Goosebumps ... numb ... excitement
Rowand fulfills dream of playing in the World Series
Aaron Rowand officially can say that he is the proud owner of a base hit during the World Series, a single that is typical of the White Sox style of play, as he slapped a hit-and-run grounder to right in the second inning to help set up a two-run rally. Rowand also can add that he's the starting center fielder on a team with a World Series victory.
Rowand actually reached base twice on Saturday night, with a single and an intentional walk, during the White Sox 5-3 victory over the Astros. In this latest installment of Rowand's Journal, done exclusively for MLB.com, he talks about playing in his first World Series game, winning pitcher Jose Contreras and the power of closer Bobby Jenks.
Every kid dreams of playing in the World Series and to be here in front of the home crowd, and to run out on the field to a standing ovation, you get chills. You get goosebumps.
Actually, you get numb. Your body goes number. You get tingles up and down your body. You go out for the national anthem and you get called out and the crowd is going crazy. You almost well up a little bit. It's not nerves, as much as it really was excitement.
Once the first pitch happens and you fall back into your routine, it gets normal again. I mean, we are playing close to our 200th game of the season, so you get back into the routine quickly and everything becomes par for the course.
We haven't faced Roger Clemens for a while, so I don't know if he was on or off. Guys were taking good swings on him. We've had a pretty good track record against him with the Yankees. But we are going to take it for what it is, a win right now, today. We have some big games ahead of us, and tomorrow's the biggest.
Going on what Jose Contreras has been doing, as well as he threw tonight, that still wasn't his best stuff. I saw A.J. (Pierzynski) telling him a couple of times to get up higher and get on top of his delivery at times. We got it going pretty good, though, when he doesn't have his best stuff and threw the game he threw tonight.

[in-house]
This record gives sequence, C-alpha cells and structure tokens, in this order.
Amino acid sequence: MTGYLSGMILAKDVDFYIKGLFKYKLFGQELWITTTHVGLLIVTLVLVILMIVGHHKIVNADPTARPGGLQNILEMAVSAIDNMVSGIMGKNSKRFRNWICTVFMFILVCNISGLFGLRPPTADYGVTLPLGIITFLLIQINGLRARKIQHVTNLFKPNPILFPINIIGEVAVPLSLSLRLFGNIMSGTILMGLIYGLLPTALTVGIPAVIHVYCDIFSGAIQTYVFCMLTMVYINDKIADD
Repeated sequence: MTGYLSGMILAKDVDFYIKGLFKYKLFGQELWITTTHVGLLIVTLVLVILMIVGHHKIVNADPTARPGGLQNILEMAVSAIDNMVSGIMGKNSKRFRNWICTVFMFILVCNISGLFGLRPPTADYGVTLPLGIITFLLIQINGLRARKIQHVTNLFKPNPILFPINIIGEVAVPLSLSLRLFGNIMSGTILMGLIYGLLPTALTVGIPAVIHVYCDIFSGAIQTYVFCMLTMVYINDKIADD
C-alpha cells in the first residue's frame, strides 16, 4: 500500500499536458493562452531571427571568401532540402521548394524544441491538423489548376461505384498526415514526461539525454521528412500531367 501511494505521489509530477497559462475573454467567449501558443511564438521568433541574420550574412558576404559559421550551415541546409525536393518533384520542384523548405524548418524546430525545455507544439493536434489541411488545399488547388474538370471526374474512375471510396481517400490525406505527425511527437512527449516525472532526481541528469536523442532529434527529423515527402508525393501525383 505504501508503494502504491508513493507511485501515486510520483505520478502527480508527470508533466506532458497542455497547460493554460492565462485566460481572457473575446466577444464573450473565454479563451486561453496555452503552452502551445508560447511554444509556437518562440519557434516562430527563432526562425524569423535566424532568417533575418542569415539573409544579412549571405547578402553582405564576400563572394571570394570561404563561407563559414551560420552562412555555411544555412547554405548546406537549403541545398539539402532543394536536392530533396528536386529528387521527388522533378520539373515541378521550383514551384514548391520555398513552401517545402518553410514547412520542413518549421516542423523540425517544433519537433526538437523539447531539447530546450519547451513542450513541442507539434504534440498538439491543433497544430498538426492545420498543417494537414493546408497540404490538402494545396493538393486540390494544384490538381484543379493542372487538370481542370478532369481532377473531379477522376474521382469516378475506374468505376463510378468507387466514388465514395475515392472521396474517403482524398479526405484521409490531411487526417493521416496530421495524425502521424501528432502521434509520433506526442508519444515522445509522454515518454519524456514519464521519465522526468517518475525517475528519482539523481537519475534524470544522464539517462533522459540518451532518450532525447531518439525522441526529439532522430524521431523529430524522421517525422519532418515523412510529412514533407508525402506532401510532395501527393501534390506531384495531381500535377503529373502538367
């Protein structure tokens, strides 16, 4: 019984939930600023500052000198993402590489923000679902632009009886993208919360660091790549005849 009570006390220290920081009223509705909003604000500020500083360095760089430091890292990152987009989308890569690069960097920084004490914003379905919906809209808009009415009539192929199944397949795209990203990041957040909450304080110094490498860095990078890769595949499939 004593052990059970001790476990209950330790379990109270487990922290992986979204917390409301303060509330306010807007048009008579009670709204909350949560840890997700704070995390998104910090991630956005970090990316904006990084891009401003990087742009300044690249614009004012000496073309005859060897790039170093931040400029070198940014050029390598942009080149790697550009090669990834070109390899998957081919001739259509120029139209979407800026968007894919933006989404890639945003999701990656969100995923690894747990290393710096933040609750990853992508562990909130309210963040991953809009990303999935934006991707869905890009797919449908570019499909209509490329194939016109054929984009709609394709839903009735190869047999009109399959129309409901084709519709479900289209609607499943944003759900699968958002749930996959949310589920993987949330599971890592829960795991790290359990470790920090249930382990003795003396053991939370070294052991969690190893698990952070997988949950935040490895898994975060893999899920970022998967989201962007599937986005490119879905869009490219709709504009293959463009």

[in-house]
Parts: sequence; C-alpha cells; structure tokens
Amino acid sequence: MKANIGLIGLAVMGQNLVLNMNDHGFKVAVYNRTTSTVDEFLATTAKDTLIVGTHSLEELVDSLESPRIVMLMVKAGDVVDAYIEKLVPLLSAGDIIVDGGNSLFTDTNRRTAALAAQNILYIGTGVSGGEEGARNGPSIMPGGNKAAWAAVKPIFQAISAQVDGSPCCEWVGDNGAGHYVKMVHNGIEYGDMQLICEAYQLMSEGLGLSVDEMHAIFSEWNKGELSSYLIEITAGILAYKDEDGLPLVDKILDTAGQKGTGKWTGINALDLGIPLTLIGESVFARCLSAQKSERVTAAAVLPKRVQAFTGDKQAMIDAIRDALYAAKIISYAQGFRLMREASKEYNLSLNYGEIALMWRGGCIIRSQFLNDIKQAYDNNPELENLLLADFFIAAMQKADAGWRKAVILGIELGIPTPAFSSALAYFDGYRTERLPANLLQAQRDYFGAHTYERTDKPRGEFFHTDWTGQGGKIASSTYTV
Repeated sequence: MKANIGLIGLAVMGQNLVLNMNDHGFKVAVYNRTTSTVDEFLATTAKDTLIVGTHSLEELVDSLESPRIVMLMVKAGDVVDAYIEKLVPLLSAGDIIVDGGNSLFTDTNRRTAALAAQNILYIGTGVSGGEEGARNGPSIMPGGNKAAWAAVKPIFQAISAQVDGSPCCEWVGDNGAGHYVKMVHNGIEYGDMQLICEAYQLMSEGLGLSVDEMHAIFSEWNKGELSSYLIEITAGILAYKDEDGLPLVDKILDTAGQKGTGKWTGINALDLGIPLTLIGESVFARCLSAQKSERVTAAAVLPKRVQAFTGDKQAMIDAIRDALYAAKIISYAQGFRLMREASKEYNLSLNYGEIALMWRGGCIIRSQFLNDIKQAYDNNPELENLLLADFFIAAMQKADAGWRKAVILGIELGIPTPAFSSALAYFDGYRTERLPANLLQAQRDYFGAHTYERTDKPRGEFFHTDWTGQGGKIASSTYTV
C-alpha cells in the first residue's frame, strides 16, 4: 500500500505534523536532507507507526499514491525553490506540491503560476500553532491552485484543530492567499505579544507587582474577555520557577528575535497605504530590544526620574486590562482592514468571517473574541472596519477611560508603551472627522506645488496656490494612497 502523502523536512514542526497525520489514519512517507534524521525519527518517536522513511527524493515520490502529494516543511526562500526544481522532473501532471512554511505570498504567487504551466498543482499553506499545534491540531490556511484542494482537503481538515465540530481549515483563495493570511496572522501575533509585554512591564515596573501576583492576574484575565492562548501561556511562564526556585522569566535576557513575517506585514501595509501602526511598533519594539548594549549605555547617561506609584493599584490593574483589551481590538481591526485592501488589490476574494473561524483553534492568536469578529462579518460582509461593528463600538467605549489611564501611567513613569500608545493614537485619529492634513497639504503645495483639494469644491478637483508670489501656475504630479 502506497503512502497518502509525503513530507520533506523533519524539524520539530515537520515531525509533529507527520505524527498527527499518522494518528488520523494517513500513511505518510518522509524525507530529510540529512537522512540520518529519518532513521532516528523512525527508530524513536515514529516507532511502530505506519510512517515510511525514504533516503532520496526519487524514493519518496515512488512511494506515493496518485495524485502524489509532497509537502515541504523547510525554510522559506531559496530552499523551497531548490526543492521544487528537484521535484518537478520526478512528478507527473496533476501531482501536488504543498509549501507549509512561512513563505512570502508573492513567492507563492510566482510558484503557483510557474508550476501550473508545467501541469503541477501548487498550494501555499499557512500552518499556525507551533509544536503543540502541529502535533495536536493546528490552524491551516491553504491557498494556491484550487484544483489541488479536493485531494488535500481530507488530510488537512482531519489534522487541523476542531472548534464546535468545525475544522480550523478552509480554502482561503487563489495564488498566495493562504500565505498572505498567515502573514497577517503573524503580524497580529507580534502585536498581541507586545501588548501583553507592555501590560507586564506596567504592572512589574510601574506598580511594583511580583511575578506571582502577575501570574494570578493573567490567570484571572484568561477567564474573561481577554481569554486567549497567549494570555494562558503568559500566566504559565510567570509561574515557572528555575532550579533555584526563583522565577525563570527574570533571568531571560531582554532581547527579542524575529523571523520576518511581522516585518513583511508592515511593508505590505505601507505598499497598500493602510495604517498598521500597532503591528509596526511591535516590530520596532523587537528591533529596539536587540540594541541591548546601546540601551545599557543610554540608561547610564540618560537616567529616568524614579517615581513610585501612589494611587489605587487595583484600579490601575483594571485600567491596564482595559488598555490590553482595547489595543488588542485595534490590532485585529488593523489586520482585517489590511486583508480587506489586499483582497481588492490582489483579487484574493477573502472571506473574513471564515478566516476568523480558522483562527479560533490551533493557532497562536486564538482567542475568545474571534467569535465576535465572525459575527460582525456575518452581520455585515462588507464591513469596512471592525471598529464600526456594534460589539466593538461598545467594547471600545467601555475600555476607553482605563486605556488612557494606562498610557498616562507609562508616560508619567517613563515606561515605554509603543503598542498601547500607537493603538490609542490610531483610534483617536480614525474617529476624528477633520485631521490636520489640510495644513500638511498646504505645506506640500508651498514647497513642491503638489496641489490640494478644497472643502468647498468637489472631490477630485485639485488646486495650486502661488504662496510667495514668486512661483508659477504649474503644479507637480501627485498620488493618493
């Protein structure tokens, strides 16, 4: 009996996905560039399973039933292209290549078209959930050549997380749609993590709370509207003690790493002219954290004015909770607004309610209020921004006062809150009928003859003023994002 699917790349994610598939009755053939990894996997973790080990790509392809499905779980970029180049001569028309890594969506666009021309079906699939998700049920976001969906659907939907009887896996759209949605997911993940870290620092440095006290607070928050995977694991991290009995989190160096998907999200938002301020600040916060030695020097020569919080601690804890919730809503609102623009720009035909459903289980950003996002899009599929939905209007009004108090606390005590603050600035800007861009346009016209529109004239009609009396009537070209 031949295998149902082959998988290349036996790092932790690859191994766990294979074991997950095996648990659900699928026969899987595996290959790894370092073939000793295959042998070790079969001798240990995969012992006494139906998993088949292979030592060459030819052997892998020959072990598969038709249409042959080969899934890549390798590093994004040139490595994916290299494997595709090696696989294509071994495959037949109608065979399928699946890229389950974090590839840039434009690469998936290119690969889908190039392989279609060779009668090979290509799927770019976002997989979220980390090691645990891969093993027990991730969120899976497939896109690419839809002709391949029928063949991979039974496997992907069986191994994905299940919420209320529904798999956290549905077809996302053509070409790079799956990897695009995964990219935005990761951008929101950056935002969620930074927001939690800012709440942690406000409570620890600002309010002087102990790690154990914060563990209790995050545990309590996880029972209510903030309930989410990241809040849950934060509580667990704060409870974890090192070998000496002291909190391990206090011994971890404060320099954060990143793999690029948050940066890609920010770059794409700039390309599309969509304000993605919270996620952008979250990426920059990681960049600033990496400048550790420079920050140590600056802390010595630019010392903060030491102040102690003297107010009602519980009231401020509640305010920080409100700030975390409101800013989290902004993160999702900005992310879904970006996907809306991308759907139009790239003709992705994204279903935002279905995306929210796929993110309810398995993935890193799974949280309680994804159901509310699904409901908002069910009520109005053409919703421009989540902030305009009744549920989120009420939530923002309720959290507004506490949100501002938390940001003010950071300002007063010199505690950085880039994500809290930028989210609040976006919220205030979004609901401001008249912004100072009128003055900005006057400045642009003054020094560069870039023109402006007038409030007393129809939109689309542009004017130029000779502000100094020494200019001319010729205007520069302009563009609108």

But everyone in our lineup contributed. Every pitcher contributed. We played a good all-around game. We didn't lack in any one area. That's how we played all season long. We might not be great at anything but our starting pitching and relief pitching, but we are pretty good at everything.
Bobby Jenks ... he's just incredible. I don't know what to say about him. He comes in throwing 97 to 100 mph and then breaks off that yacker on Jason Lane. He has no fear. That kid has no fear. He goes out and pitches his game and if he gives up a hit, he gives up a ball hit hard, it doesn't bother him a bit. If you can hit him, fine. I'll come at you again. He's just cool, with ice water flowing through his veins.
The fans were awesome. When we got that last out tonight, the stadium was shaking. It's by far the loudest I've ever heard this place.
You know what, ask anyone on this team about going 13-1 (since the final week of the regular season), and they will scratch their head and say, "Really?" Every game that we played since the playoffs began has been a focus on that game.
We are all concentrating on the game at hand and the game we are playing at the time. Our goal is still out in front of us. Win, lose or draw, after the season, we'll look back and take a look at what we accomplished. There's no reason to look back now. We have to look ahead and finish this out.
Aaron Rowand's postseason diary appears as told to Scott Merkin, a reporter for MLB.com. This story was not subject to the approval of Major League Baseball or its clubs.